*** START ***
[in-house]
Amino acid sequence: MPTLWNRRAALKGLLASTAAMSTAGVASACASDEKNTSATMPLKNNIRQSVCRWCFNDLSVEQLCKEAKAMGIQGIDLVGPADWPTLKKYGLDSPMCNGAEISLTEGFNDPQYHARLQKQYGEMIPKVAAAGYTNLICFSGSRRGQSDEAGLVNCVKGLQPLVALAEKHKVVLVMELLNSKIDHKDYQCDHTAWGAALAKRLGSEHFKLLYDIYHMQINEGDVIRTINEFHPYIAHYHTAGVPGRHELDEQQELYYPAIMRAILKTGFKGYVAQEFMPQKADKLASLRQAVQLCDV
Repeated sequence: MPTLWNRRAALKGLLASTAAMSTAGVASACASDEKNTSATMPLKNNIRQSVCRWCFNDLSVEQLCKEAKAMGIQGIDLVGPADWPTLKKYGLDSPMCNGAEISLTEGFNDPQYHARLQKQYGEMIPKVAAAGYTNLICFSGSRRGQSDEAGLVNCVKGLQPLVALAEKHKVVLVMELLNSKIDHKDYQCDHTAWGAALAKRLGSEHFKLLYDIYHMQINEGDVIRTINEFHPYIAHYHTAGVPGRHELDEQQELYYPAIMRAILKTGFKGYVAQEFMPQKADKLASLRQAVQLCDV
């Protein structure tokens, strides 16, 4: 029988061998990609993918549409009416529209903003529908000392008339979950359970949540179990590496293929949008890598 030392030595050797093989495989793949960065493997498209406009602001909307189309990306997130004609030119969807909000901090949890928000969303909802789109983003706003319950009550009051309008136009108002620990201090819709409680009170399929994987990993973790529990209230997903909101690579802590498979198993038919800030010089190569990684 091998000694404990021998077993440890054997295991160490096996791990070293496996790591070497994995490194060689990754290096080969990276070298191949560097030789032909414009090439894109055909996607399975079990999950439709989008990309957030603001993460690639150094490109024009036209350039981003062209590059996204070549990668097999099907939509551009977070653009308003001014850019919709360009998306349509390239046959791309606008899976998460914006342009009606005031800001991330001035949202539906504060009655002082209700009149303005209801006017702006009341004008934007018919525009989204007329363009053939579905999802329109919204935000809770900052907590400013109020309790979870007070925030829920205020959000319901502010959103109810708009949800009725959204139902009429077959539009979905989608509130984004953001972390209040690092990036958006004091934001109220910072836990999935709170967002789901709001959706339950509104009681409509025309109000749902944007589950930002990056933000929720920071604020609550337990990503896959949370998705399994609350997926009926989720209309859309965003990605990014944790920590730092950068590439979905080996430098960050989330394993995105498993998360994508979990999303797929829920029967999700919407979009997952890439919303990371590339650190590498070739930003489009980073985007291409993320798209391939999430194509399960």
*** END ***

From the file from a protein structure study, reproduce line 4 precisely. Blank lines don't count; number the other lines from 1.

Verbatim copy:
């Protein structure tokens, strides 16, 4: 029988061998990609993918549409009416529209903003529908000392008339979950359970949540179990590496293929949008890598 030392030595050797093989495989793949960065493997498209406009602001909307189309990306997130004609030119969807909000901090949890928000969303909802789109983003706003319950009550009051309008136009108002620990201090819709409680009170399929994987990993973790529990209230997903909101690579802590498979198993038919800030010089190569990684 091998000694404990021998077993440890054997295991160490096996791990070293496996790591070497994995490194060689990754290096080969990276070298191949560097030789032909414009090439894109055909996607399975079990999950439709989008990309957030603001993460690639150094490109024009036209350039981003062209590059996204070549990668097999099907939509551009977070653009308003001014850019919709360009998306349509390239046959791309606008899976998460914006342009009606005031800001991330001035949202539906504060009655002082209700009149303005209801006017702006009341004008934007018919525009989204007329363009053939579905999802329109919204935000809770900052907590400013109020309790979870007070925030829920205020959000319901502010959103109810708009949800009725959204139902009429077959539009979905989608509130984004953001972390209040690092990036958006004091934001109220910072836990999935709170967002789901709001959706339950509104009681409509025309109000749902944007589950930002990056933000929720920071604020609550337990990503896959949370998705399994609350997926009926989720209309859309965003990605990014944790920590730092950068590439979905080996430098960050989330394993995105498993998360994508979990999303797929829920029967999700919407979009997952890439919303990371590339650190590498070739930003489009980073985007291409993320798209391939999430194509399960």